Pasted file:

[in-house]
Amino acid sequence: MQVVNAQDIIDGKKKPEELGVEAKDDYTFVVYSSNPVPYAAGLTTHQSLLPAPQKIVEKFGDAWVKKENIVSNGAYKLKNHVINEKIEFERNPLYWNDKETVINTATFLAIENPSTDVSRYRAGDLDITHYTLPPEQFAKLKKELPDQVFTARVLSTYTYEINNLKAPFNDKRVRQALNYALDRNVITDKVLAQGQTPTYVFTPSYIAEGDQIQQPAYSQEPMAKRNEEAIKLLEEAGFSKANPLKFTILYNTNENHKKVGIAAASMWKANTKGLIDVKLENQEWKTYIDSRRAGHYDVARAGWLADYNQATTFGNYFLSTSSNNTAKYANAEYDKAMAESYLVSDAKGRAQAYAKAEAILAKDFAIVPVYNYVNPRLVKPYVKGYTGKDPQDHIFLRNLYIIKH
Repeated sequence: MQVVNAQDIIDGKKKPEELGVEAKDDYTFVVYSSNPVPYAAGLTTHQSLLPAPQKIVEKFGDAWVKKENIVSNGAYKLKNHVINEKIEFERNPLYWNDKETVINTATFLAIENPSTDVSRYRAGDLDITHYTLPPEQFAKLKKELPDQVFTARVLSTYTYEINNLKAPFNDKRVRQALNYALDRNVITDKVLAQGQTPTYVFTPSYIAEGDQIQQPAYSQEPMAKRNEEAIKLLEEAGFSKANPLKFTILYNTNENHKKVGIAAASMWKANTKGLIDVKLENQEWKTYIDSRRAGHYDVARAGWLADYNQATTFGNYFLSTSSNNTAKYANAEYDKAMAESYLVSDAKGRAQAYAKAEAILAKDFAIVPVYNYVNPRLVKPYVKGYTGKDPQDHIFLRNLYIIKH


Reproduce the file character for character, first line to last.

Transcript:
[in-house]
Amino acid sequence: MQVVNAQDIIDGKKKPEELGVEAKDDYTFVVYSSNPVPYAAGLTTHQSLLPAPQKIVEKFGDAWVKKENIVSNGAYKLKNHVINEKIEFERNPLYWNDKETVINTATFLAIENPSTDVSRYRAGDLDITHYTLPPEQFAKLKKELPDQVFTARVLSTYTYEINNLKAPFNDKRVRQALNYALDRNVITDKVLAQGQTPTYVFTPSYIAEGDQIQQPAYSQEPMAKRNEEAIKLLEEAGFSKANPLKFTILYNTNENHKKVGIAAASMWKANTKGLIDVKLENQEWKTYIDSRRAGHYDVARAGWLADYNQATTFGNYFLSTSSNNTAKYANAEYDKAMAESYLVSDAKGRAQAYAKAEAILAKDFAIVPVYNYVNPRLVKPYVKGYTGKDPQDHIFLRNLYIIKH
Repeated sequence: MQVVNAQDIIDGKKKPEELGVEAKDDYTFVVYSSNPVPYAAGLTTHQSLLPAPQKIVEKFGDAWVKKENIVSNGAYKLKNHVINEKIEFERNPLYWNDKETVINTATFLAIENPSTDVSRYRAGDLDITHYTLPPEQFAKLKKELPDQVFTARVLSTYTYEINNLKAPFNDKRVRQALNYALDRNVITDKVLAQGQTPTYVFTPSYIAEGDQIQQPAYSQEPMAKRNEEAIKLLEEAGFSKANPLKFTILYNTNENHKKVGIAAASMWKANTKGLIDVKLENQEWKTYIDSRRAGHYDVARAGWLADYNQATTFGNYFLSTSSNNTAKYANAEYDKAMAESYLVSDAKGRAQAYAKAEAILAKDFAIVPVYNYVNPRLVKPYVKGYTGKDPQDHIFLRNLYIIKH